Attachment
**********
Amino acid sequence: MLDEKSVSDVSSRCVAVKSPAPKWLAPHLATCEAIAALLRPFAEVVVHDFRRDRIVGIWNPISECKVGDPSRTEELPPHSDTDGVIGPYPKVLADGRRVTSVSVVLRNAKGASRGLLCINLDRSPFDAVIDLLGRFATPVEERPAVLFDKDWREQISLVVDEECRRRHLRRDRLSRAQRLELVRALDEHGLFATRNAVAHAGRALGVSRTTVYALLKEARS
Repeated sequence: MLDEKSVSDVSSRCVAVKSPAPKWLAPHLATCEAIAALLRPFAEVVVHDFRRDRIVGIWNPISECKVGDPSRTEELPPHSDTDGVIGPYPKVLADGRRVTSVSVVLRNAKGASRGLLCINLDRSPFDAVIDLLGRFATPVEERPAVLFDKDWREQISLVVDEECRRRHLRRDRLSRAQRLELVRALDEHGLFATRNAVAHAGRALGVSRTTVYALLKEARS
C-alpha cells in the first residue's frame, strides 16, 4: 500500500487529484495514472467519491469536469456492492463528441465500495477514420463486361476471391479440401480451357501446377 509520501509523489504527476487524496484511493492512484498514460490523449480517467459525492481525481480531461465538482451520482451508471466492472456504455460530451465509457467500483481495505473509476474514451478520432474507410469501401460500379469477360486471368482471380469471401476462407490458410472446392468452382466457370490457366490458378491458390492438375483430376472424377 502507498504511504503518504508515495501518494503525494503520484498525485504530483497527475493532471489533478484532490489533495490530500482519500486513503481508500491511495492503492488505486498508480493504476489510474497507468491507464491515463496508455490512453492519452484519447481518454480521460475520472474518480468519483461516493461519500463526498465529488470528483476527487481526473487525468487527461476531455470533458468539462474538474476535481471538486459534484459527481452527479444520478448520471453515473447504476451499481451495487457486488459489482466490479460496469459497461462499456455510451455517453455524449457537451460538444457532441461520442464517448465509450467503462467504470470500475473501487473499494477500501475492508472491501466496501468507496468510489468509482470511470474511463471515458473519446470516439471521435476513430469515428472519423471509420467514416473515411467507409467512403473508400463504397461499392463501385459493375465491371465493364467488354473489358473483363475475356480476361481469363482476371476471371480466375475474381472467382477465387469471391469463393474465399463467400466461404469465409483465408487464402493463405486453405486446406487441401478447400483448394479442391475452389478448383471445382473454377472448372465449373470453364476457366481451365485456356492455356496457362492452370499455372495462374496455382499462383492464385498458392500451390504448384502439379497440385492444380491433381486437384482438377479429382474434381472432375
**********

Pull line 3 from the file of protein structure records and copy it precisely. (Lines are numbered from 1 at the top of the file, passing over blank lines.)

C-alpha cells in the first residue's frame, strides 16, 4: 500500500487529484495514472467519491469536469456492492463528441465500495477514420463486361476471391479440401480451357501446377 509520501509523489504527476487524496484511493492512484498514460490523449480517467459525492481525481480531461465538482451520482451508471466492472456504455460530451465509457467500483481495505473509476474514451478520432474507410469501401460500379469477360486471368482471380469471401476462407490458410472446392468452382466457370490457366490458378491458390492438375483430376472424377 502507498504511504503518504508515495501518494503525494503520484498525485504530483497527475493532471489533478484532490489533495490530500482519500486513503481508500491511495492503492488505486498508480493504476489510474497507468491507464491515463496508455490512453492519452484519447481518454480521460475520472474518480468519483461516493461519500463526498465529488470528483476527487481526473487525468487527461476531455470533458468539462474538474476535481471538486459534484459527481452527479444520478448520471453515473447504476451499481451495487457486488459489482466490479460496469459497461462499456455510451455517453455524449457537451460538444457532441461520442464517448465509450467503462467504470470500475473501487473499494477500501475492508472491501466496501468507496468510489468509482470511470474511463471515458473519446470516439471521435476513430469515428472519423471509420467514416473515411467507409467512403473508400463504397461499392463501385459493375465491371465493364467488354473489358473483363475475356480476361481469363482476371476471371480466375475474381472467382477465387469471391469463393474465399463467400466461404469465409483465408487464402493463405486453405486446406487441401478447400483448394479442391475452389478448383471445382473454377472448372465449373470453364476457366481451365485456356492455356496457362492452370499455372495462374496455382499462383492464385498458392500451390504448384502439379497440385492444380491433381486437384482438377479429382474434381472432375